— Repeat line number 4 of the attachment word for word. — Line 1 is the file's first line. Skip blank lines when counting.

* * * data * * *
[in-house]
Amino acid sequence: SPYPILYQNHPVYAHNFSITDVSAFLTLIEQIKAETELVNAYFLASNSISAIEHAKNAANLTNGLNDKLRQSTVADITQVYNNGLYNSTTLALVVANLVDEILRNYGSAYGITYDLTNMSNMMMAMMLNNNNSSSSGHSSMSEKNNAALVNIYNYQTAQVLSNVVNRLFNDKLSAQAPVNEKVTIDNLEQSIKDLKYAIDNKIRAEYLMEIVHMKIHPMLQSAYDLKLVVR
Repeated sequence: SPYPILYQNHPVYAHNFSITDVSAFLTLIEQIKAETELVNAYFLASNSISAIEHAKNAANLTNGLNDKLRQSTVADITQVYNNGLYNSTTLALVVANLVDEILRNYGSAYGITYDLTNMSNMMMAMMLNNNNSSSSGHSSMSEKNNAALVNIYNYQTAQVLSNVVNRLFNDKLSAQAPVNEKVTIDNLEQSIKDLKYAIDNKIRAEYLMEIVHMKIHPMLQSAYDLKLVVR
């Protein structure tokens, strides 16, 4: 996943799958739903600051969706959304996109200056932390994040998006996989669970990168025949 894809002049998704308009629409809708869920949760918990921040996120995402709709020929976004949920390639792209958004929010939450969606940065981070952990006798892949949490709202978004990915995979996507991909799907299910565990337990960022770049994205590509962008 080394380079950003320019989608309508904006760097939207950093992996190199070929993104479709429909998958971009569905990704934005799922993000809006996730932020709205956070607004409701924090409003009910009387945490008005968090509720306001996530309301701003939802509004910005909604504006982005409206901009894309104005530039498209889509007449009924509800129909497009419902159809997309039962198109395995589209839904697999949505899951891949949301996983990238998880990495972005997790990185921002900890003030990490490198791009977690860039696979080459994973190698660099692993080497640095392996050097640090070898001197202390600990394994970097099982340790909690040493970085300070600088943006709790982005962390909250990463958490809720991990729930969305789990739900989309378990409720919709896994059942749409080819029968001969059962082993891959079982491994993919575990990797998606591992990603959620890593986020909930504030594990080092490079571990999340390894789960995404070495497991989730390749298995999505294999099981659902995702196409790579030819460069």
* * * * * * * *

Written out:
């Protein structure tokens, strides 16, 4: 996943799958739903600051969706959304996109200056932390994040998006996989669970990168025949 894809002049998704308009629409809708869920949760918990921040996120995402709709020929976004949920390639792209958004929010939450969606940065981070952990006798892949949490709202978004990915995979996507991909799907299910565990337990960022770049994205590509962008 080394380079950003320019989608309508904006760097939207950093992996190199070929993104479709429909998958971009569905990704934005799922993000809006996730932020709205956070607004409701924090409003009910009387945490008005968090509720306001996530309301701003939802509004910005909604504006982005409206901009894309104005530039498209889509007449009924509800129909497009419902159809997309039962198109395995589209839904697999949505899951891949949301996983990238998880990495972005997790990185921002900890003030990490490198791009977690860039696979080459994973190698660099692993080497640095392996050097640090070898001197202390600990394994970097099982340790909690040493970085300070600088943006709790982005962390909250990463958490809720991990729930969305789990739900989309378990409720919709896994059942749409080819029968001969059962082993891959079982491994993919575990990797998606591992990603959620890593986020909930504030594990080092490079571990999340390894789960995404070495497991989730390749298995999505294999099981659902995702196409790579030819460069």